A single AEHF satellite will provide greater total capacity than the entire Milstar constellation currently on-orbit. Individual user data rates can be up to five times higher than Milstar's highest speed. The higher data rates will permit transmission of tactical military communications, such as higher-quality real-time video and faster access to battlefield maps and targeting data. In addition to its tactical mission, AEHF will also provide the critical survivable, protected, and endurable communications to the National Command Authority including presidential conferencing in all levels of conflict. The AEHF constellation will also serve international partners including Canada, the Netherlands and the United Kingdom.

"Our number one priority is delivering mission success for our customer," says Mike Davis, Lockheed Martin's AEHF vice president. "The AEHF system will vastly improve battlefield communications, delivering secure, real-time, connectivity to a greater number of forces in the field, and their commanders anywhere on the globe. We look forward to successfully executing the next steps necessary to making this national asset operational for the warfighter."

The AEHF team is led by the U.S. Air Force Military Satellite Communications Systems Wing at the Space and Missile Systems Center, Los Angeles Air Force Base, Calif. Lockheed Martin Space Systems Company, Sunnyvale, Calif., is the AEHF prime contractor, space and ground segments provider as well as system integrator, with Northrop Grumman Aerospace Systems, Redondo Beach, Calif., as the payload provider.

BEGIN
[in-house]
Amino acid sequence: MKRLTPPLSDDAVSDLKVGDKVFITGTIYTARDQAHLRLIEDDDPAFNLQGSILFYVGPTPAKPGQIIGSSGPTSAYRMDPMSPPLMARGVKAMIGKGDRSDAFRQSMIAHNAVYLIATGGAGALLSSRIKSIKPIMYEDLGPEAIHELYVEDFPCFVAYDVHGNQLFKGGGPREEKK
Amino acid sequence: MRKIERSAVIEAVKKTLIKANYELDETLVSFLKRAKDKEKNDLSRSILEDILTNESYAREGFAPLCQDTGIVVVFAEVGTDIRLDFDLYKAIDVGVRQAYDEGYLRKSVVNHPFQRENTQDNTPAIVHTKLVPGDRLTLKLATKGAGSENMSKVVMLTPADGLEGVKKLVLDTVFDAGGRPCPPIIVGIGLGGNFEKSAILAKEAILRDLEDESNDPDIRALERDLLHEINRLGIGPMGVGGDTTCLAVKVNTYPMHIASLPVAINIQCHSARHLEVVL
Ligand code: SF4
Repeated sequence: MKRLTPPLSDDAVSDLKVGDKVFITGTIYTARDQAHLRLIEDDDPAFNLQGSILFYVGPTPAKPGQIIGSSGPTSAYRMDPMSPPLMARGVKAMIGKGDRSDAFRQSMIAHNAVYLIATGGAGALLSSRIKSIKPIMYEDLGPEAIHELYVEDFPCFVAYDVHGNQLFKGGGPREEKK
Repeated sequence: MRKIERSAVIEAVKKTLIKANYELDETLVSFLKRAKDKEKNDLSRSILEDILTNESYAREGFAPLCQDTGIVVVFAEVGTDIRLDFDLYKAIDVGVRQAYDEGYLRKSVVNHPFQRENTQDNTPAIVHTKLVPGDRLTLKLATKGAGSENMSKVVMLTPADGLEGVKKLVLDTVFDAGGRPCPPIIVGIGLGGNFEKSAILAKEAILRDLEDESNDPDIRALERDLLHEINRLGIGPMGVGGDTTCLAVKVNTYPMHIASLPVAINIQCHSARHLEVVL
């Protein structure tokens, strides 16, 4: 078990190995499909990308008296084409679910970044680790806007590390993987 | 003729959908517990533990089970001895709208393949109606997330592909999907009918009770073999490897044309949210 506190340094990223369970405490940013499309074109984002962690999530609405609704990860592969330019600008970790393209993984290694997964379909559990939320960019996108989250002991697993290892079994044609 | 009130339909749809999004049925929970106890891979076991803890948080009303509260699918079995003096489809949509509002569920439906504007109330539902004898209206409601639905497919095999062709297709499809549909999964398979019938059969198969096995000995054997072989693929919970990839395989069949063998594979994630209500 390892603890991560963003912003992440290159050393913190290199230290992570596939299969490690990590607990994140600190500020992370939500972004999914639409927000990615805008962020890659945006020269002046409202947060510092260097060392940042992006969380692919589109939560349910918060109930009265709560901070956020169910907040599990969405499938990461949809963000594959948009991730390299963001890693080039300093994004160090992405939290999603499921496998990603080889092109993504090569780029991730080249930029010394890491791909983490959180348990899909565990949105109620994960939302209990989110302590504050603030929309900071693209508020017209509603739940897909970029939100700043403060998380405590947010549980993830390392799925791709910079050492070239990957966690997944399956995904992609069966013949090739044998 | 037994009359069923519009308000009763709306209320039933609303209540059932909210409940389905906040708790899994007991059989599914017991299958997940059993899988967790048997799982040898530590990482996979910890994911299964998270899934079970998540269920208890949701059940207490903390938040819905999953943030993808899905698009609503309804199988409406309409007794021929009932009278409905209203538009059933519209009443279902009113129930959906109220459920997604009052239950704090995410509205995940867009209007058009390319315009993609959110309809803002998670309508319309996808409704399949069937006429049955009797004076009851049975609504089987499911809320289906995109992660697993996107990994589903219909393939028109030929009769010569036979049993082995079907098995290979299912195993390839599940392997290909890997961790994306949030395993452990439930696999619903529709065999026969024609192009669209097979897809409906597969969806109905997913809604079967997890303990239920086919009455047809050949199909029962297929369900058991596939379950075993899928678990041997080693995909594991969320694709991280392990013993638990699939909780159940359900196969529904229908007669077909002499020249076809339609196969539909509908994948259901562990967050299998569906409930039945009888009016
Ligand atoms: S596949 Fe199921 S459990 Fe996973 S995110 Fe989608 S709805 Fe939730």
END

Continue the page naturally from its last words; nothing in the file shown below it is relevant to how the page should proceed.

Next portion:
Pratt & Whitney Rocketdyne helped boost into orbit the military communications satellite. The Atlas V is powered by the RD AMROSS RD-180 booster engine and a Pratt & Whitney Rocketdyne RL10 upper-stage engine. Pratt & Whitney Rocketdyne is a unit of United Technologies Corp. RD AMROSS LLC is a joint venture of Pratt & Whitney Rocketdyne and NPO Energomash.

The Atlas V Centaur upper stage is powered by a single RL10A-4-2 engine that delivers 22,300 pounds of thrust. The Atlas V Common Core booster is powered by the RD-180 engine delivering nearly 1 million pounds of thrust. The RD-180 is the only liquid oxygen-kerosene fueled engine with an oxygen-rich staged combustion cycle flying in the United States today, according to a company representative.

Aerojet, a GenCorp company, announced its role in the launch: the company provided three solid rocket boosters for the Atlas V launch vehicle, eight retro rockets for the Atlas Centaur separation from the launch vehicle, 12 reaction control thrusters for the Centaur upper stage, as well as the high-power electric and monopropellant propulsion for the inaugural AEHF space vehicle.

Aerojet's solid rocket boosters (SRB) on the Atlas V vehicle are 67-feet long and provide an average of 250,000 pounds of thrust. Aerojet SRBs have flown in previous vehicle configurations using one, two, three, and five boosters.

Eight Aerojet retro rockets assisted with the Atlas Centaur separation from the launch vehicle. In addition, 12 Aerojet monopropellant (hydrazine) thrusters on the Atlas V Centaur upper stage provided roll, pitch, and yaw control as well as settling burns for the upper stage main engine.